Last week, I posted on the issue of conflict and friction as a way of developing and improving ideas. (If you didn’t read the post, check it out here.)
In the post, I asked you to think about how conflict has featured in your life and business. For most of us, conflict has been an important part of our lives. In some cases, conflict has resulted in seemingly negative consequences which only in the long term have turned out to be positive. (If you’ve ever worked for someone else you didn’t get on with, you’ll know exactly what I mean).
But let’s leave the philosophy behind and get practical…
This is crux: a little bit of conflict could do wonders for your bottom line. Avoiding conflict can have an opposite effect.
“Yes”-ing through an idea may make you feel immediately wonderful and give you a a nice warm ego boost.
But ego-fuelling compliments don’t equate to cash.
Search out alternate points of view and keep this in mind: choose who you go to.
For a start, don’t listen to advice from people who aren’t successful in their own way. Find people who disagree with you, yet whom you respect, despite those differences.
There’s good form for this way of working. In Martha Kearney’s book Team of Rivals: The Political Genius of Abraham Lincoln, she details Lincoln’s approach in bringing together a team of contrarian thinkers into his cabinet. He realised that formulating policy shouldn’t be a greased slide; it needed to be pounded, kneaded, turned-over and masticated fully before finally being spat out. And because of that process, you produced better policies. The result: a great president and world-changing policies.
I’m not advocating trying to start fights for no reason (like that fantastic scene in Fight Club where operatives of Project Mayhem try starting fights with anyone they can – and fail. People generally don’t want to fight).
Negativity, bickering and general moaning can bring down a team and be counter-productive. It isn’t what I’m advocating.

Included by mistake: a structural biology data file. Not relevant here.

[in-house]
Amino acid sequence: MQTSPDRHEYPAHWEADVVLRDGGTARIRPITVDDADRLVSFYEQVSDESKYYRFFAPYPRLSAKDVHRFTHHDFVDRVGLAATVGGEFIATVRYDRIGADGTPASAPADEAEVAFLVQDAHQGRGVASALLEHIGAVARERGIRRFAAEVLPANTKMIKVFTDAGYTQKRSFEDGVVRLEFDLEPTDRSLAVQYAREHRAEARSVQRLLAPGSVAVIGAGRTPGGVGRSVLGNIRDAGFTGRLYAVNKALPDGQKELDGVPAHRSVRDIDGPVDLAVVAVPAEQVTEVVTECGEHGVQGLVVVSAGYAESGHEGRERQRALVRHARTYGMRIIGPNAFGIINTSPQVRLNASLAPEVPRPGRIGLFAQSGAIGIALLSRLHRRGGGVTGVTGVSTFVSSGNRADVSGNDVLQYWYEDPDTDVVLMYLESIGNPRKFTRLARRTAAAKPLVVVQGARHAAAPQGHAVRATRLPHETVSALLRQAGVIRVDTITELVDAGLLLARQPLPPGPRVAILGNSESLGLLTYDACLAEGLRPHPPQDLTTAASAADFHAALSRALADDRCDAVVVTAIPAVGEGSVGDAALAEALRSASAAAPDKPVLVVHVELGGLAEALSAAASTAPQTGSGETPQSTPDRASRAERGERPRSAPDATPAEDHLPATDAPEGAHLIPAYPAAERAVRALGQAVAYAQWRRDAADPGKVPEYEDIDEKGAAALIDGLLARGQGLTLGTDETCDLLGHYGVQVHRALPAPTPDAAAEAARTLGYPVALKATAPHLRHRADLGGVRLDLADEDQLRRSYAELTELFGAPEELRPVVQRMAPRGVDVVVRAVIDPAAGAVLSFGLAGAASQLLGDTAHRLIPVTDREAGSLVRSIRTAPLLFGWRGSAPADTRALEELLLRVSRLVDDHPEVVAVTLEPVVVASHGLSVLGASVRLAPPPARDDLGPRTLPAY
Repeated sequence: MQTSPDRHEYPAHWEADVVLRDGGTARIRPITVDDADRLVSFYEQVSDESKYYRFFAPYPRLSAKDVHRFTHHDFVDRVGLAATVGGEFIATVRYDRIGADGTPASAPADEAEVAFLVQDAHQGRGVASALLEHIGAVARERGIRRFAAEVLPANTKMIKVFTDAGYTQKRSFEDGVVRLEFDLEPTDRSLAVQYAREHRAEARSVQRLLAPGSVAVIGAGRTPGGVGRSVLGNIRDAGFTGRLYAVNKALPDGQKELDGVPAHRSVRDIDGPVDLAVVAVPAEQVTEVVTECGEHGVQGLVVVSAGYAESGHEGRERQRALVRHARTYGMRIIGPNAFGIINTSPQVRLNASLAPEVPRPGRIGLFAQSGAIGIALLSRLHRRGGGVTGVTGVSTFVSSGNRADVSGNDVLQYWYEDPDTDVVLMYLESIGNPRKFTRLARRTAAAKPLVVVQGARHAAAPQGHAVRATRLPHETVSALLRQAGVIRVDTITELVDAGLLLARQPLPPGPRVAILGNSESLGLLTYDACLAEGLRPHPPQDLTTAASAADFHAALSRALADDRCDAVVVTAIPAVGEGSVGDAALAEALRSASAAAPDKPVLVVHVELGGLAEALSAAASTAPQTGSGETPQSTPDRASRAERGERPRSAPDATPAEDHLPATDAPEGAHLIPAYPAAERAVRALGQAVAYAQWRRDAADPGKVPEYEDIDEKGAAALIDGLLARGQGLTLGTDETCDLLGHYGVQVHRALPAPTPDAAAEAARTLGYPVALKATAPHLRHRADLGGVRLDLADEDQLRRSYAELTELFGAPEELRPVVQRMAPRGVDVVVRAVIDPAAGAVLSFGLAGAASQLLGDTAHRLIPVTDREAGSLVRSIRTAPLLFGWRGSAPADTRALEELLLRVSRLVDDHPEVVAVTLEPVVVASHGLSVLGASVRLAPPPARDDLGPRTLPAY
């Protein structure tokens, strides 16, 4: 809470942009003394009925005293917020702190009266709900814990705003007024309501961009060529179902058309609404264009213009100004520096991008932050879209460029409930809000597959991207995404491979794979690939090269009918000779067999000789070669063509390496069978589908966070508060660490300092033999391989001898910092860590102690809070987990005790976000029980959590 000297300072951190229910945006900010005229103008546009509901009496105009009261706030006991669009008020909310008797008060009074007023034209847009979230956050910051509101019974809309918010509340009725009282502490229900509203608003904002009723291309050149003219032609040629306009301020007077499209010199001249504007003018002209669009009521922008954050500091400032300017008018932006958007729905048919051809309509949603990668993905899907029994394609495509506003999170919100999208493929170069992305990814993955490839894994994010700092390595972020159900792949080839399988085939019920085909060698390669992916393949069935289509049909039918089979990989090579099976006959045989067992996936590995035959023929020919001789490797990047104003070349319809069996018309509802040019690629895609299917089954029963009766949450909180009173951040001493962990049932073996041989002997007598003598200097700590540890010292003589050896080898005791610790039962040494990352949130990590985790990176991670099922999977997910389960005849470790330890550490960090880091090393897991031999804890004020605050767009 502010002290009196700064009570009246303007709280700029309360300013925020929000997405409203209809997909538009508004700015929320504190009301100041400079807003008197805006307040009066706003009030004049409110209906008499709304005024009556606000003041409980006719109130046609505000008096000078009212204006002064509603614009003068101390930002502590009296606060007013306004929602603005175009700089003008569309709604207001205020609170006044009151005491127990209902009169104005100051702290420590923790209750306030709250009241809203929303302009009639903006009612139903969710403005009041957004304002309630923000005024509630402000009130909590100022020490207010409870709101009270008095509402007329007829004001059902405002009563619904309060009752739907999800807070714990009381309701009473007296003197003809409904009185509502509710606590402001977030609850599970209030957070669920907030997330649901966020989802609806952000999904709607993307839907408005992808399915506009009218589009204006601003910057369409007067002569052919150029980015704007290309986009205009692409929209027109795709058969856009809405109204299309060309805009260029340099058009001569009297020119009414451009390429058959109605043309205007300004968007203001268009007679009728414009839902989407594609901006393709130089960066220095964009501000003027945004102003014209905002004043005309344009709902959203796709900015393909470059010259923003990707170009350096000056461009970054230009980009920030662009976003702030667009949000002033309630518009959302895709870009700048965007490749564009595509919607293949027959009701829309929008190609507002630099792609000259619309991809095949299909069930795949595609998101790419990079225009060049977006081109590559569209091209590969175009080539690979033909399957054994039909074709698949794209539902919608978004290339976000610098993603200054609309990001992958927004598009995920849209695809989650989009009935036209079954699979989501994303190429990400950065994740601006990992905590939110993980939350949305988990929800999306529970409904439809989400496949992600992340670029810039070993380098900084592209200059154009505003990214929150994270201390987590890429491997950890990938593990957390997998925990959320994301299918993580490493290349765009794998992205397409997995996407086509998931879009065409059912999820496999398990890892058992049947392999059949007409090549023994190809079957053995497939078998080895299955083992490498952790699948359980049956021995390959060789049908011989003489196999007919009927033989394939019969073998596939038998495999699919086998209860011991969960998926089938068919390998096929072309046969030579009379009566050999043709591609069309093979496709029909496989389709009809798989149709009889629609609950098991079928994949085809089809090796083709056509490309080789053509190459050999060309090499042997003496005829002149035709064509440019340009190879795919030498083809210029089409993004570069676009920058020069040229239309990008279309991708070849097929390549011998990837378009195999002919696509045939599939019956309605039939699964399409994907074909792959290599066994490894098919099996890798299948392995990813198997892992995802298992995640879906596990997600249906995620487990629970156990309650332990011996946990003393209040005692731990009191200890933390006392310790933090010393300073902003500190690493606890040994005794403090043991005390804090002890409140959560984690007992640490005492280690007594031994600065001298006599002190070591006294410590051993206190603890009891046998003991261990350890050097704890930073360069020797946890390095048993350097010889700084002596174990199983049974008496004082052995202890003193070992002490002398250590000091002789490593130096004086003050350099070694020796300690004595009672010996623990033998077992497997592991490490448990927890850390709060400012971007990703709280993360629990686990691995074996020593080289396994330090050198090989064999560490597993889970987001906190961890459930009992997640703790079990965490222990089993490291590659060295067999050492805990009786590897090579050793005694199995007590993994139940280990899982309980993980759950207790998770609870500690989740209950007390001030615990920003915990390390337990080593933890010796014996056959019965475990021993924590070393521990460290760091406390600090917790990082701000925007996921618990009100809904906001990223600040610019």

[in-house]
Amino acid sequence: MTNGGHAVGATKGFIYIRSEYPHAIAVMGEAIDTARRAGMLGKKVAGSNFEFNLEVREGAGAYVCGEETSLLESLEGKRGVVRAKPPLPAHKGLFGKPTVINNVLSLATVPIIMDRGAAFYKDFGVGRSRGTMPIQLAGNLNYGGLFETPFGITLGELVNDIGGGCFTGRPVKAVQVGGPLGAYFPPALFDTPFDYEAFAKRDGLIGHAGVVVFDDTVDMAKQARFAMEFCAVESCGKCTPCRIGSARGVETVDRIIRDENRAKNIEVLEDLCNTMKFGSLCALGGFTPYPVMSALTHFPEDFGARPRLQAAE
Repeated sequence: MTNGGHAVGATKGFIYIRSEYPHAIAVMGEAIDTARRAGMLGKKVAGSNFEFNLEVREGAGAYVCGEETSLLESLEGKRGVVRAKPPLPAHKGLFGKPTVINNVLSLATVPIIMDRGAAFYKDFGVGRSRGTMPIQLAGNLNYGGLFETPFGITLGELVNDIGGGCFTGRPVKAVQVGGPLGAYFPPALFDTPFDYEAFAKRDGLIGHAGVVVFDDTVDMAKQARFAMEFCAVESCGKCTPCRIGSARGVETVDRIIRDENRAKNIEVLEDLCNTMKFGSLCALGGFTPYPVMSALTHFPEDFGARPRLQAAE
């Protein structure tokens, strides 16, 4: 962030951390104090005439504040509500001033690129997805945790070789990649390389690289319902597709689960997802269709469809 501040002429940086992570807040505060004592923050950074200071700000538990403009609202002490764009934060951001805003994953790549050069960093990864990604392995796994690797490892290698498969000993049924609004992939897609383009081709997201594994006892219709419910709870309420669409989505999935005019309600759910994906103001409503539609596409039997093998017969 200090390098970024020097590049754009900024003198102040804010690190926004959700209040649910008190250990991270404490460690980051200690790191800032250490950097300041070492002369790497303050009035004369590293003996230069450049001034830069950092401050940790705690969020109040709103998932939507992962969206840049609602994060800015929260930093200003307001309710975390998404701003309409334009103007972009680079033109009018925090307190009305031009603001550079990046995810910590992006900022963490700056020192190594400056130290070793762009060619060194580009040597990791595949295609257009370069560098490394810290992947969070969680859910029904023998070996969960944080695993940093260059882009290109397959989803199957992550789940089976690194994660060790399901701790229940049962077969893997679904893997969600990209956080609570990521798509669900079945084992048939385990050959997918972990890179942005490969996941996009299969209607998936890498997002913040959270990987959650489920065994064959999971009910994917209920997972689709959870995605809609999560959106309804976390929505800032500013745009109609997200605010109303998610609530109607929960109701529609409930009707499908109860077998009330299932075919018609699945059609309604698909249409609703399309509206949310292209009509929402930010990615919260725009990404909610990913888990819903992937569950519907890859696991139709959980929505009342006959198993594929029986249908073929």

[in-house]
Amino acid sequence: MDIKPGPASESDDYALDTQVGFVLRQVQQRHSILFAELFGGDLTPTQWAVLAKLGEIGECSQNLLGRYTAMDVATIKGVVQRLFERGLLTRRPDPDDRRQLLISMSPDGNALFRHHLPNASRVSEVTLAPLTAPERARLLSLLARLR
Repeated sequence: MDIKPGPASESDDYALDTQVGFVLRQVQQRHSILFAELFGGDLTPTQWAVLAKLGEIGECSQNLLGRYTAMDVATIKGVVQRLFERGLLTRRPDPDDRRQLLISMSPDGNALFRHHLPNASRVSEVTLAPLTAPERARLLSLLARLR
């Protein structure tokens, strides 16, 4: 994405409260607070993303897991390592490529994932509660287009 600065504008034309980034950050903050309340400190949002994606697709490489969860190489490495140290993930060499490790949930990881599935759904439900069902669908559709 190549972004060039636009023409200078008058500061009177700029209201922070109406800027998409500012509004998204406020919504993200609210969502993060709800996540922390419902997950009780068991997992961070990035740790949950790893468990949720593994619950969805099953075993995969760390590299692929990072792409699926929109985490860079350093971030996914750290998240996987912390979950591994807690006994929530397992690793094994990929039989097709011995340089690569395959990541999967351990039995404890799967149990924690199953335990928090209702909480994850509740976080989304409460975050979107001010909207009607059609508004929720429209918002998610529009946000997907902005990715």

I’m talking about straight-down-the-line, no-punches-pulled devils-advocate conflict.
Here’s how to do it.
Change your language. When you have an idea or a business plan you want to discuss, don’t ask ‘what do you think of this?’ or ‘do you like this?’. Instead ask ‘what’s wrong with this?’, ‘what’s missing?’ or ‘what don’t you like about this?’.
Sure, it may give you a bit of bruised ego and you may not like what you hear. Remember, money doesn’t listen to emotion. Money follows good ideas and a healthy lashing of severe criticism and a bit of a beating could knock a good idea into a killer one.
Get properly stuck in. You want the person you’re asking to tear it to pieces, rip it up and give it a going over. Put it through that mangler and see whether the germ of it survives. If it does, then you’re onto something.
Don’t get me wrong. If you have a great idea that you’re passionate about it, go for it. Don’t let anyone dissuade you. Say nay to the naysayers.
But if you want truly great products, services or implemented ideas, a good start is to put it through it paces. Stick it in the ring, let it go a few rounds with some strong criticism. If it goes down in the first, re-think. If it’s hanging in in the 10th, it’s a goer.
And my goodness, will it be stronger for it.
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